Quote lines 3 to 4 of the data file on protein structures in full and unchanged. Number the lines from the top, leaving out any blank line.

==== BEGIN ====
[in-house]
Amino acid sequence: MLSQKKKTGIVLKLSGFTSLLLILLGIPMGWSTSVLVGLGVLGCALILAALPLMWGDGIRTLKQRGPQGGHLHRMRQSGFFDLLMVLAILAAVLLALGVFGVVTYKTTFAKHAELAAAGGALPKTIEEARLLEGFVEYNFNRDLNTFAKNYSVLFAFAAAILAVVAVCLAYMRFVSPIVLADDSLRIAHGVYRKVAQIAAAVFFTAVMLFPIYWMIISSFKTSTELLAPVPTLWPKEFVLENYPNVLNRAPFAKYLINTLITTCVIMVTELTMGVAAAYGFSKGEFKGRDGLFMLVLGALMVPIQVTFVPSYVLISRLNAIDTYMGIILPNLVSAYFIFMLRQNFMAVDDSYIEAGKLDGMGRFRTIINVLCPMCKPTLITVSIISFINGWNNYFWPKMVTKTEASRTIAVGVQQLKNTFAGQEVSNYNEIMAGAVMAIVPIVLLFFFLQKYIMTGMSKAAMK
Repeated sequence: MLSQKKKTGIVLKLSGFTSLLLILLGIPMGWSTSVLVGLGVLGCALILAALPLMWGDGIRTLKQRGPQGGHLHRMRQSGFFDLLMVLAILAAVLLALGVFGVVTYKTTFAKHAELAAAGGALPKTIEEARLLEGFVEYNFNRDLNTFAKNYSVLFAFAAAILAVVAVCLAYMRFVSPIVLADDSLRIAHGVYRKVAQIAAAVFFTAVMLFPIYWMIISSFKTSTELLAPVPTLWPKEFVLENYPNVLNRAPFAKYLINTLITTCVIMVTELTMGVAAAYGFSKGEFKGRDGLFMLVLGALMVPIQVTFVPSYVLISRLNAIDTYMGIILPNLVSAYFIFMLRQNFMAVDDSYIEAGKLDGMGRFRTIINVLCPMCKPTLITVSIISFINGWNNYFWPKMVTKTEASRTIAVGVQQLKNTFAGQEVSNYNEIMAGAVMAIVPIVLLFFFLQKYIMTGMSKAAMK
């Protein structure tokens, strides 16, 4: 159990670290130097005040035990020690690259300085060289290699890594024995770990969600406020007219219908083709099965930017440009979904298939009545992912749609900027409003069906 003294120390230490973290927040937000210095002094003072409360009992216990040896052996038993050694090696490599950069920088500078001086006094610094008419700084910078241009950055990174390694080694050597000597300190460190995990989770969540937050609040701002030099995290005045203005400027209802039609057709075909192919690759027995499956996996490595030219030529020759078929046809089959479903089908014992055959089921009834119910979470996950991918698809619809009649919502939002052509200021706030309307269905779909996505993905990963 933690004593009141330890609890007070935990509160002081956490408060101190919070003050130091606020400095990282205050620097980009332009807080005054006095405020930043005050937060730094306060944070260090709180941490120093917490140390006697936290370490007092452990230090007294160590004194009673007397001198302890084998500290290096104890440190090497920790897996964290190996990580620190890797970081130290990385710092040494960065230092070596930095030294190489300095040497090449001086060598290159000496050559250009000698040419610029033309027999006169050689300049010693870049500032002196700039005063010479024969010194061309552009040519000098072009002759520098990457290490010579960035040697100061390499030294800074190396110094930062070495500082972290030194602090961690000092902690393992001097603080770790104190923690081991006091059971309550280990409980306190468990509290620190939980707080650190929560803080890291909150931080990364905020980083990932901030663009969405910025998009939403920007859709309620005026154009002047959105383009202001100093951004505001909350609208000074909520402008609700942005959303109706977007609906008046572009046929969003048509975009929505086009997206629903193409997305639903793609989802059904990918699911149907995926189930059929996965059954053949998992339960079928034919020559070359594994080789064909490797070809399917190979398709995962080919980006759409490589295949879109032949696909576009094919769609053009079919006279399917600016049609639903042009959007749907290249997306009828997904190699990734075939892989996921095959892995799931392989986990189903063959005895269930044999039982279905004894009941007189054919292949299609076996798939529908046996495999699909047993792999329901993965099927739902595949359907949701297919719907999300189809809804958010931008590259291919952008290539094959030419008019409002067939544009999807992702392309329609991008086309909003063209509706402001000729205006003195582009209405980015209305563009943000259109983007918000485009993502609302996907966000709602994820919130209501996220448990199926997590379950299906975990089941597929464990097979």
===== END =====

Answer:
Repeated sequence: MLSQKKKTGIVLKLSGFTSLLLILLGIPMGWSTSVLVGLGVLGCALILAALPLMWGDGIRTLKQRGPQGGHLHRMRQSGFFDLLMVLAILAAVLLALGVFGVVTYKTTFAKHAELAAAGGALPKTIEEARLLEGFVEYNFNRDLNTFAKNYSVLFAFAAAILAVVAVCLAYMRFVSPIVLADDSLRIAHGVYRKVAQIAAAVFFTAVMLFPIYWMIISSFKTSTELLAPVPTLWPKEFVLENYPNVLNRAPFAKYLINTLITTCVIMVTELTMGVAAAYGFSKGEFKGRDGLFMLVLGALMVPIQVTFVPSYVLISRLNAIDTYMGIILPNLVSAYFIFMLRQNFMAVDDSYIEAGKLDGMGRFRTIINVLCPMCKPTLITVSIISFINGWNNYFWPKMVTKTEASRTIAVGVQQLKNTFAGQEVSNYNEIMAGAVMAIVPIVLLFFFLQKYIMTGMSKAAMK
């Protein structure tokens, strides 16, 4: 159990670290130097005040035990020690690259300085060289290699890594024995770990969600406020007219219908083709099965930017440009979904298939009545992912749609900027409003069906 003294120390230490973290927040937000210095002094003072409360009992216990040896052996038993050694090696490599950069920088500078001086006094610094008419700084910078241009950055990174390694080694050597000597300190460190995990989770969540937050609040701002030099995290005045203005400027209802039609057709075909192919690759027995499956996996490595030219030529020759078929046809089959479903089908014992055959089921009834119910979470996950991918698809619809009649919502939002052509200021706030309307269905779909996505993905990963 933690004593009141330890609890007070935990509160002081956490408060101190919070003050130091606020400095990282205050620097980009332009807080005054006095405020930043005050937060730094306060944070260090709180941490120093917490140390006697936290370490007092452990230090007294160590004194009673007397001198302890084998500290290096104890440190090497920790897996964290190996990580620190890797970081130290990385710092040494960065230092070596930095030294190489300095040497090449001086060598290159000496050559250009000698040419610029033309027999006169050689300049010693870049500032002196700039005063010479024969010194061309552009040519000098072009002759520098990457290490010579960035040697100061390499030294800074190396110094930062070495500082972290030194602090961690000092902690393992001097603080770790104190923690081991006091059971309550280990409980306190468990509290620190939980707080650190929560803080890291909150931080990364905020980083990932901030663009969405910025998009939403920007859709309620005026154009002047959105383009202001100093951004505001909350609208000074909520402008609700942005959303109706977007609906008046572009046929969003048509975009929505086009997206629903193409997305639903793609989802059904990918699911149907995926189930059929996965059954053949998992339960079928034919020559070359594994080789064909490797070809399917190979398709995962080919980006759409490589295949879109032949696909576009094919769609053009079919006279399917600016049609639903042009959007749907290249997306009828997904190699990734075939892989996921095959892995799931392989986990189903063959005895269930044999039982279905004894009941007189054919292949299609076996798939529908046996495999699909047993792999329901993965099927739902595949359907949701297919719907999300189809809804958010931008590259291919952008290539094959030419008019409002067939544009999807992702392309329609991008086309909003063209509706402001000729205006003195582009209405980015209305563009943000259109983007918000485009993502609302996907966000709602994820919130209501996220448990199926997590379950299906975990089941597929464990097979």